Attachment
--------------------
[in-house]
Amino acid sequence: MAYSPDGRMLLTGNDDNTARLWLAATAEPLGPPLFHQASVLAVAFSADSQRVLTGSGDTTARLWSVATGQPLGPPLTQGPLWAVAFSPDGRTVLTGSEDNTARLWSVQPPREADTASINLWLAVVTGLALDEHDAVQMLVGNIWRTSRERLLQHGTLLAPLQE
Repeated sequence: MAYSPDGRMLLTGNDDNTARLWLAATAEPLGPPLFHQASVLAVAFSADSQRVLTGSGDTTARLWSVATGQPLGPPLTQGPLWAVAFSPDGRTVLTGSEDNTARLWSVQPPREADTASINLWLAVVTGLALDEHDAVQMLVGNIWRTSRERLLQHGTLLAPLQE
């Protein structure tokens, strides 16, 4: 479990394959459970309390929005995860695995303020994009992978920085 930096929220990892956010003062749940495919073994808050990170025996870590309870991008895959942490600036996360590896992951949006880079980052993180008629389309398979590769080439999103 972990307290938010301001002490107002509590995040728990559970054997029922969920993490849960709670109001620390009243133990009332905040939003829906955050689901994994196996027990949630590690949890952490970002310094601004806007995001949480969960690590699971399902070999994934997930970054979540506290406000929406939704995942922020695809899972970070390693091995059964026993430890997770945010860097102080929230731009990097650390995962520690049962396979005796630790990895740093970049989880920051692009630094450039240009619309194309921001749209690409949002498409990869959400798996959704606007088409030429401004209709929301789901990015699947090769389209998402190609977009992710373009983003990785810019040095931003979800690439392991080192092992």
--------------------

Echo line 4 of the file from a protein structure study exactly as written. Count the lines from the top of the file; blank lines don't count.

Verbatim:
């Protein structure tokens, strides 16, 4: 479990394959459970309390929005995860695995303020994009992978920085 930096929220990892956010003062749940495919073994808050990170025996870590309870991008895959942490600036996360590896992951949006880079980052993180008629389309398979590769080439999103 972990307290938010301001002490107002509590995040728990559970054997029922969920993490849960709670109001620390009243133990009332905040939003829906955050689901994994196996027990949630590690949890952490970002310094601004806007995001949480969960690590699971399902070999994934997930970054979540506290406000929406939704995942922020695809899972970070390693091995059964026993430890997770945010860097102080929230731009990097650390995962520690049962396979005796630790990895740093970049989880920051692009630094450039240009619309194309921001749209690409949002498409990869959400798996959704606007088409030429401004209709929301789901990015699947090769389209998402190609977009992710373009983003990785810019040095931003979800690439392991080192092992």